Reviewed by Ian Forbes
When it comes to choosing to see a film, there are a number of factors that can greatly influence my decision. I’ve always been fascinated by submarines, enjoy a good story about the Cold War maybe more than the next guy, and will happily watch most movies featuring Ed Harris and William Fichtner. That Phantom combines all of those aspects and was also filmed in my hometown of San Diego meant that taking the time out to attend a screening was a no-brainer. Of course, the big question would be if it could live up to its potential.
First off, this isn’t some big budget Hollywood tent pole event so while the filmmakers were able to shoot onboard a real submarine, many of the action scenes look a little too much like toys in the bathtub (I’m exaggerating somewhat but we’ve all been spoiled with expensive miniatures and CGI). Also, I hope you can get past the notion that while everyone in the movie is supposed to be Russian, no one speaks with an accent. I found myself constantly distracted by this, or completely forgetting they were Soviets until some mention of the Communist agenda was discussed. This may be a deal-breaker for some people and I wouldn’t blame them, though I did my best to stay focused.
The other key distraction is an ending which can really only be described as schmaltzy. Obviously, I can’t in good conscience spoil what that means but suffice to say, it’s a trite and ineffective way to resolve the story. It essentially deflates what tension had been built up and removed me from any attachment to the events that had just unfolded.
On the plus side, Ed Harris and William Fichtner make a great team of Captain and Executive Officer. Their performances drive the boat, so to speak, and it’s easy to root for their success again the likes of a slimy David Duchovny brought onboard to test a mysterious piece of equipment. The flashback scenes of a tragic incident in Harris’ past are wonderfully handled, almost delivered in a horror genre sensibility, and help to increase the claustrophobic nature of the movie so ably portrayed via the small confines of the submarine.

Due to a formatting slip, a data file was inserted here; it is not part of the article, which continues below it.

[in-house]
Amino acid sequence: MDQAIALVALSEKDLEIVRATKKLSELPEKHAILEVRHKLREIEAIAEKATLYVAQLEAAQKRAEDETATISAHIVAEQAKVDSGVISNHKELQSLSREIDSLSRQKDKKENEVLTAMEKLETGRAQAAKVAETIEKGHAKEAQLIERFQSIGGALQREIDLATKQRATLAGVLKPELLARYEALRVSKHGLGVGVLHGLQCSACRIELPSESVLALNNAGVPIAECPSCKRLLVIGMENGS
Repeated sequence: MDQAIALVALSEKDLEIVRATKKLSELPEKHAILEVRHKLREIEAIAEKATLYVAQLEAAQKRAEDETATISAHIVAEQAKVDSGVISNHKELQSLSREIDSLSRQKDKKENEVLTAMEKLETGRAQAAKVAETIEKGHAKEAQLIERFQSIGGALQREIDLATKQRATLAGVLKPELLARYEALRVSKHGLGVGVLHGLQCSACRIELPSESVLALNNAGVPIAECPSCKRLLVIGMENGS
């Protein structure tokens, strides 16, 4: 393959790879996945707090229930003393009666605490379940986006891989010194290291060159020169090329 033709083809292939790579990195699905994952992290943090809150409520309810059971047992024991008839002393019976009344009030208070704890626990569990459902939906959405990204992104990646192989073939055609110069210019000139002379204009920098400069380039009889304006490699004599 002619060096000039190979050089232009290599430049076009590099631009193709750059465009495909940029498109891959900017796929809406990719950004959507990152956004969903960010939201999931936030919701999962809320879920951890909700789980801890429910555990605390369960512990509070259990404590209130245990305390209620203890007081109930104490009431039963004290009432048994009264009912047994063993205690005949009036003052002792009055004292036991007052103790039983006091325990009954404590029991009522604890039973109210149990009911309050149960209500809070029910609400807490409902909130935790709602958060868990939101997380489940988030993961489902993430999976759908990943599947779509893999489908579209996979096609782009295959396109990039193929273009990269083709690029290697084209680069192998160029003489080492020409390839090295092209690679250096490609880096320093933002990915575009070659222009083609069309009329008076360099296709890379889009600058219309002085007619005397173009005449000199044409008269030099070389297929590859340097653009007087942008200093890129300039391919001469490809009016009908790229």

It did take a bit of time to find a comfort zone with the movie. The early introductions to some of the sailors rang hollow and seemed to come out of some paint-by-numbers script. There’s of course the problem with the ending but I will give the film full credit for a thoroughly engaging and at times thrilling middle section. Re-arranging the opening scenes to be told via flashback would have dropped the audience into the thick of things much quicker and a complete re-write of the ending would have been nice as well.
All that being said, if you’re a big fan of submarine movies, there are enough good scenes in the middle to outweigh the problems on the ends. For people trying to spot San Diego landmarks, there’s not much to find, as most of the movie takes place inside the submarine. You’ll just have to be content with knowing it was filmed here. I walked in with very light expectations and saw them partially exceeded for a good chunk of the movie, only to have them dashed in the last 10 minutes. Still, there’s something to be said for immersing yourself in film via a nice, dark theater so if you think this one is worth a try, I wouldn’t try too hard to stop you and think the big screen is best in this instance. If you wait for the home market, maybe make sure to dim the lights nice and low and refrain from stretching out on the couch. You can only suspend your sense of disbelief so far.
Phantom hits theaters on March 1, 2013 and is rated R for violence.
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